Student Loan Repayment Plans
On our blog, we’ve dedicated a few articles to covering different aspects of student loan debt. As we’ve discussed, this debt is quite substantial. In fact, it now surpasses most other kinds of consumer debts. Student loan debt is also very difficult to step away from. In 2005, Congress amended the law so that student loan debt can’t be discharged in bankruptcy, except in rare circumstances. In most cases, debtors are stuck with student loan repayment for the long haul.
Student loan debt is also starting to impact our society in significant ways. Millennials, the generation most affected by student loans, are having difficulties reaching certain life milestones. As a direct result of their student loan debt, they’re putting off major life acquisitions. Home ownership, auto ownership, good credit, all of these and other important life markers, are proving elusive for them.
In order to assist debtors with repayment, the Department of Education created student loan repayment plans which reflect a person’s current level of income. These repayment plans have certain requirements in order to qualify, which we will discuss. If you have student loans, you may want to give one of these repayment options some consideration. Repaying according to one of these plans may be a good way to balance your other financial commitments, including your tax burden. In this post, we will go over the specifics of the income-based student loan repayment plan.
IBR is Only One Form of Repayment
As mentioned, income-based repayment is one of multiple income adjusted student loan repayment options created by the Department of Education. Right now, there are actually four different options to select from. Debtors can choose between Pay As You Earn, Revised Pay As You Earn, Income-Based Repayment, and Income-Contingent Repayment. Each of these repayment plans has its own entry requirements and may be desirable in a given situation. Income-based repayment, commonly abbreviated as IBR, is typically a good idea whenever someone’s debt payments exceed his or her budget. There are other advantages as well, which we will also discuss.
Whether you select IBR or one of the other income adjusted repayment systems, you should be aware that you will need to fill out lots of paperwork just to enroll. You’ll need to provide copious documentation in order to fully substantiate your income. You’ll need to do this on a recurring annual basis. Your income can change from year to year, and your repayment plan will adjust if you see a drop or jump in your earnings.
Basic Qualifications of Income-Based Repayment
To enroll in the IBR, student debtors have to provide certain information to the DOE. The IBR is also available only to those debtors who have federal student loans. In other words, the IBR is not available for private student loans. This is an important – and disappointing, for many – piece of information.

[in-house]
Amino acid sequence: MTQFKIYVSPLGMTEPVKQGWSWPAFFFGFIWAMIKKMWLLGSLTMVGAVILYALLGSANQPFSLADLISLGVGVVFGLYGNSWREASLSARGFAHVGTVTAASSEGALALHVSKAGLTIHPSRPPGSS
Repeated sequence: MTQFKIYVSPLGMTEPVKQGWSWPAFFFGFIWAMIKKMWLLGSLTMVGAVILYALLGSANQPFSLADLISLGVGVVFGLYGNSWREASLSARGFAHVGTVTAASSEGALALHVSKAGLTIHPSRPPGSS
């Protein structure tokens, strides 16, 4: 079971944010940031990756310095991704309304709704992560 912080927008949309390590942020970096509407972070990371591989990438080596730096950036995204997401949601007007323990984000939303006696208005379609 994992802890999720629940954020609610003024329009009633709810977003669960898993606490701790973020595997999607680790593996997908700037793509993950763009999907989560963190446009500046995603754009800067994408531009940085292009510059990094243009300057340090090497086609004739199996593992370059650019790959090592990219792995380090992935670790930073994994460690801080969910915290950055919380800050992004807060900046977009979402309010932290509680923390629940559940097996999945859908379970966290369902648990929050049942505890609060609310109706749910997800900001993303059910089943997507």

You will need to provide your most recent tax return to the DOE. In addition, you will need to provide other documentation to substantiate your income. You will need to include a copy of your most recent pay stub or paycheck. If you have direct deposit, you will likely need to contact your bank to receive a physical copy of payment. The IBR also has a form which will need to be filled out, signed and then submitted. As mentioned, IBR works on an annual cycle, so you’ll need to finish all of these requirements before the annual deadline. That deadline varies from year to year, but is typically toward the end of March or in the beginning of April.
Along with more affordable payments, IBR also allows debtors to receive debt forgiveness after a certain period of time. When you enroll in IBR, you are not just enrolling for a single year, rather you’re committing to pay the loan over the full term of IBR. The full term of IBR is usually 20 to 25 years. If you repay your debt over the course of this term, then whatever balance remains after the end of it is forgiven. This can translate into forgiveness of very substantial amounts of debt.
Potential Drawbacks of the Income-Based Repayment System
Although the IBR is undoubtedly helpful for certain student loan repayment situations, there can be drawbacks. For one, some debtors who enroll in IBR will end up paying more interest than they normally would. This is because the IBR plan will extend the length of repayment in certain cases. If a given debt is paid over a longer period, more interest will accumulate. This is true despite the fact that IBR adjusts a given debtor’s monthly payment amount.
Potential Adverse Tax Consequences
The other, and perhaps more serious, potential drawback is the tax consequences which can follow from loan forgiveness. If a debtor in an IBR reaches the end of the repayment term, the remaining balance is written off. It’s important to recognize, however, that this forgiveness translates into taxable income for the debtor. This is standard tax treatment for cancellation of debt and often creates a significant tax liability for debtors.
Imagine if someone is forgiven $60,000 of student loan debt. That forgiveness translates into a substantial tax liability an, as we know all too well, the consequences for nonpayment of taxes can be severe.
Call Us For Assistance!
Whether a given student debtor opts for IBR always depends on the specifics of a given situation. There may be cases where it’s optimal to simply pay according to the traditional payment schedule. IBR typically works best for debtors with high debt but low income. But not every debtor falls into that category.
At Mackay, Caswell & Callahan, P.C., we’re quite familiar with student debtor issues. We regularly consult with clients who have both student debt and also back tax debt. So if you need assistance with a debt related matter, contact one of our top New York City tax attorneys for help.
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